4 simple practices to cultivate more awareness
Cultivate more awareness in your day-to-day life with these four easy practices. By Madeleine Arena
Awareness is power. It’s the key to having a good relationship with yourself, with others, and the world around you
Without awareness, you’re fumbling around in the dark, blindly reacting to events and circumstances as they come upon you – which quickly becomes an exhausting way to live.
When moving with awareness, you are able to create space between yourself and your experience. It gives you perspective, allowing you to make reflected, intentional decisions that support your wellbeing and self-realisation. It empowers you to know which actions, decisions and changes to make when things feel misaligned.
Of course, it’s not quite as easy as simply deciding to just be aware from now on. Rather, it’s a practice that needs to be cultivated. But how?
The teachings of yoga tell us that one of the best ways we can begin to do that is by engaging in practices that encourage mindfulness and presence – because it’s in these states that we can create perspective and space, and with that, awareness.
With time, I have discovered four simple practices that I personally really enjoy, and that have helped me cultivate more awareness in my own life – maybe one or two (or all!) of them will serve you, too.
As you move through them, please remember that you are always free to take what you need and leave wha doesn’t resonate with you – the scriptures themselves remind us that there are as many different methods and paths as there are people, and ultimately it’s about finding what works for you.
Here’s what works for me:
I love to journal, and over time it has become one of my most faithful and powerful practices. Sadly, I’ve met a lot of people who feel like ‘it’s not for them’, because they feel their writing is not ‘good enough’. It’s so important to understand that journaling is never about the quality of the writing, and only about bringing what’s going on in your mind into your conscious awareness. It helps to ‘unload’ the mind, so that you don’t have a million thoughts swirling around when you’re trying to find presence, and perspective.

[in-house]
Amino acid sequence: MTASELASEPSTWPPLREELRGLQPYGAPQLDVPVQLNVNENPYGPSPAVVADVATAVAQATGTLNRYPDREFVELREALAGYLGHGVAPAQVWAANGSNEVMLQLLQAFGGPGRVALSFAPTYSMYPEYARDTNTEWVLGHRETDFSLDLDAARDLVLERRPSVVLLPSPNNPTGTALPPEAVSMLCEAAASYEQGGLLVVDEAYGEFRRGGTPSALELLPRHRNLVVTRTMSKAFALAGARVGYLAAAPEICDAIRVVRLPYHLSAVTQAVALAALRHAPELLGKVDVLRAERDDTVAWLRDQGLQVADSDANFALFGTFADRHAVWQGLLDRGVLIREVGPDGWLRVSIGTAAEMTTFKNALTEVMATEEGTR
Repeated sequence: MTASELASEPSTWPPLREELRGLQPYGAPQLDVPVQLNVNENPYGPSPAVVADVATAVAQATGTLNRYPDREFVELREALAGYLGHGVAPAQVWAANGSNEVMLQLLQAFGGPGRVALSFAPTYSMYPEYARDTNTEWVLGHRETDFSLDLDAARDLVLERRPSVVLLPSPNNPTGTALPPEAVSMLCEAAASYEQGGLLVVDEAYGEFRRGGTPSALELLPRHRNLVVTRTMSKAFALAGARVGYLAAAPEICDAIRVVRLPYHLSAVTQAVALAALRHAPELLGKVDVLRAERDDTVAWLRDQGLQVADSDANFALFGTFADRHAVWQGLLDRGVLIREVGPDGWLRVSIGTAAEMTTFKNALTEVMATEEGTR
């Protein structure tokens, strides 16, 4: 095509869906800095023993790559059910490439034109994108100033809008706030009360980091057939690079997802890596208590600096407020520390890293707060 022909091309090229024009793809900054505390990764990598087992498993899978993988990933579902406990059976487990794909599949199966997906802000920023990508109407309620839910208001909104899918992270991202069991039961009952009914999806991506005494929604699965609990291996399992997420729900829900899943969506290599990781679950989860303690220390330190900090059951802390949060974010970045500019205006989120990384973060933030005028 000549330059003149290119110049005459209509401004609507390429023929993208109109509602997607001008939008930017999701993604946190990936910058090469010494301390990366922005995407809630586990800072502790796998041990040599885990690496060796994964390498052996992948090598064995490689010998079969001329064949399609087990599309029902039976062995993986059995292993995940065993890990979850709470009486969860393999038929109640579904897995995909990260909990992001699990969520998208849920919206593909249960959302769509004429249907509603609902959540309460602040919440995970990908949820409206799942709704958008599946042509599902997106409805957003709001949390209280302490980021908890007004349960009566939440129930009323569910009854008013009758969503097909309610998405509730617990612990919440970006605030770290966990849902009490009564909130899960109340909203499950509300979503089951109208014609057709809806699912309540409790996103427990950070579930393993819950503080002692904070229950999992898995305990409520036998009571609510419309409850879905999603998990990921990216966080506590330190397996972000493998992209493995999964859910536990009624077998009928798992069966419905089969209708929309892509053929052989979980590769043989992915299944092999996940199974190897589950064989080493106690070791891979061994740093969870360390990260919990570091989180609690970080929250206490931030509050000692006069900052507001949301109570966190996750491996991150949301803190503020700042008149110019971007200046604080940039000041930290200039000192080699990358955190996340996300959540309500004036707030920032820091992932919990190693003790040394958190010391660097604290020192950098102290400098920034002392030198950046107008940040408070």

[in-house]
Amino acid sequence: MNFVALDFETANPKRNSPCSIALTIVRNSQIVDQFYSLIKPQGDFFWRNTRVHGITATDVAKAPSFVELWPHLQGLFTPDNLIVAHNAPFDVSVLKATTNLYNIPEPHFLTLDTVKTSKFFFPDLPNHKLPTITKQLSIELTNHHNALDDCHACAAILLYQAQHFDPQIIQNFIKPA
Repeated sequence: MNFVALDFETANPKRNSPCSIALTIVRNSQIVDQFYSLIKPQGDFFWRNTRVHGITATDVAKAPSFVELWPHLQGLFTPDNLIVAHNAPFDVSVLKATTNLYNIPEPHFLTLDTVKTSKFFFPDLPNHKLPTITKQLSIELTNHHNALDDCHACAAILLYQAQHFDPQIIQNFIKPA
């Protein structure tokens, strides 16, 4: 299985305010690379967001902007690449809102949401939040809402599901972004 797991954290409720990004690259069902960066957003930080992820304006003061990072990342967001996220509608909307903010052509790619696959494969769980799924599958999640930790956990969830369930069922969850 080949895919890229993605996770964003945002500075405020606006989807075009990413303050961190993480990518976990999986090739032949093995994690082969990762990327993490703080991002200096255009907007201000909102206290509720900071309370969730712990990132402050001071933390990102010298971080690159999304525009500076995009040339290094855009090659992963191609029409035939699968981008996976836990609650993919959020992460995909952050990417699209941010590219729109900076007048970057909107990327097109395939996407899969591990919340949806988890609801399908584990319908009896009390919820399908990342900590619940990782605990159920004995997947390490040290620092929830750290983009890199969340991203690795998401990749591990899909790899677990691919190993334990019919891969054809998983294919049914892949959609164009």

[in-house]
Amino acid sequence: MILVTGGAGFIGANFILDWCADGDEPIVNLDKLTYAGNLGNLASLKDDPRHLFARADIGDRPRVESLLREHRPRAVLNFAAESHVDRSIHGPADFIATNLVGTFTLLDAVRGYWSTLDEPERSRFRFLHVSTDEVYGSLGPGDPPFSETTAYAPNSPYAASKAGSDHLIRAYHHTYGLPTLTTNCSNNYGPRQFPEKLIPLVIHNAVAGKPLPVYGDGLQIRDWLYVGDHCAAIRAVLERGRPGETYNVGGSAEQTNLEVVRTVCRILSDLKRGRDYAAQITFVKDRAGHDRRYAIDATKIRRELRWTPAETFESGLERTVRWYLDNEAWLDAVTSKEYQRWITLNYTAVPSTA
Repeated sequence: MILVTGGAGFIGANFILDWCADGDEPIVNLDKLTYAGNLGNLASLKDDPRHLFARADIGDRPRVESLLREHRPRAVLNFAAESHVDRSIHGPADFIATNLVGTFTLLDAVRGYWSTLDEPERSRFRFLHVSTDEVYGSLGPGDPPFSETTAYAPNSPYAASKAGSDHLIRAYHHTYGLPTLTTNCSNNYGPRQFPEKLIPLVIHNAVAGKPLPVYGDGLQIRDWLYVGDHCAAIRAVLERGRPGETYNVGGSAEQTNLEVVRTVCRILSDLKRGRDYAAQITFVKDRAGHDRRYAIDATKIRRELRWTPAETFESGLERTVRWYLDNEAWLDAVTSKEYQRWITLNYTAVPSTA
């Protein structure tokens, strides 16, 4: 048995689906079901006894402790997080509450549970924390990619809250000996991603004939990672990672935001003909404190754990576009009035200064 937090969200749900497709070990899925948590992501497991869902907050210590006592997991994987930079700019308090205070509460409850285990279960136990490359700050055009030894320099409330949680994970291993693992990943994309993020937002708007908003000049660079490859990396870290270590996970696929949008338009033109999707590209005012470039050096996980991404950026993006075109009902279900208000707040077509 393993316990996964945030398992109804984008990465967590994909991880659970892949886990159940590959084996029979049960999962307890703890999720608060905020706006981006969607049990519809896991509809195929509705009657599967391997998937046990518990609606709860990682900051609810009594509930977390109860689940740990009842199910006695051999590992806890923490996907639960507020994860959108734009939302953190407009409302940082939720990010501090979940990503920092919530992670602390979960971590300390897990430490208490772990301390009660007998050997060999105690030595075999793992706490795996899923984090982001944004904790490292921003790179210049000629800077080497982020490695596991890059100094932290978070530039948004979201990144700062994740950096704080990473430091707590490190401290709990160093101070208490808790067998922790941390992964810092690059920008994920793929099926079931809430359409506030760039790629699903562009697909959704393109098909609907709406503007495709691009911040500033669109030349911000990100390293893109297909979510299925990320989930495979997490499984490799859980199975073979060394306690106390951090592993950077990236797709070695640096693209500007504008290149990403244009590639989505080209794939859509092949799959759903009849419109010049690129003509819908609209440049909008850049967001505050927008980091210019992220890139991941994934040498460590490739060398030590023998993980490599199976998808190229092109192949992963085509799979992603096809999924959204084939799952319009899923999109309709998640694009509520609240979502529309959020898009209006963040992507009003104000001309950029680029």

It doesn’t have to be all-or-nothing, either: when I first started, I didn’t journal every day – sometimes not even every week! I gave myself the grace to come back to my journal when I felt called, and leave it when I didn’t. With that compassion and without the pressure to perform, I was able to build a consistent practice that now serves me greatly – which, by the way, goes for every practice on this list, and in life.
2. (Daily) Gratitude List
Not only does connecting to gratitude help bring you into a more positive mindset with regards to your life in general, but it also helps cultivate awareness. Because you are taking the time to pause and reflect on what’s working and what you’re currently grateful for, you are automatically coming into a more aware and mindful state of being just by asking yourself those questions.
3. Yoga Asana
How you engage with and relate to your physical yoga practice often mirrors how you engage with life itself. In that way, the mat is a wonderful place to begin to know yourself better, and to put those learnings into practice. It can open your eyes to how you deal with perceived failures, help you find joy in the process rather than just the result, and enable you to become aware of and honour your fluctuating needs. Practicing yoga asanas can calm your mental chatter, create internal space, and encourage presence – which as you now know, are all excellent tools for cultivating more awareness.
Similarly to asanas, the breath is a wonderful anchor to come into the present moment, and with that a more aware and mindful state of being. Instead of being caught up in your thoughts and mind, the idea is to take even just a few moments to breathe consciously, and create space between you and your experience (perspective!). Coming into a state of meditation has the same effect, but can be much more challenging to achieve. If concentrating on your own feels challenging for you, a guided meditation might be just what you need.
Reflection prompts: What are some of the ways you cultivate mindful awareness? Did any of my suggestions resonate in particular? If so, why?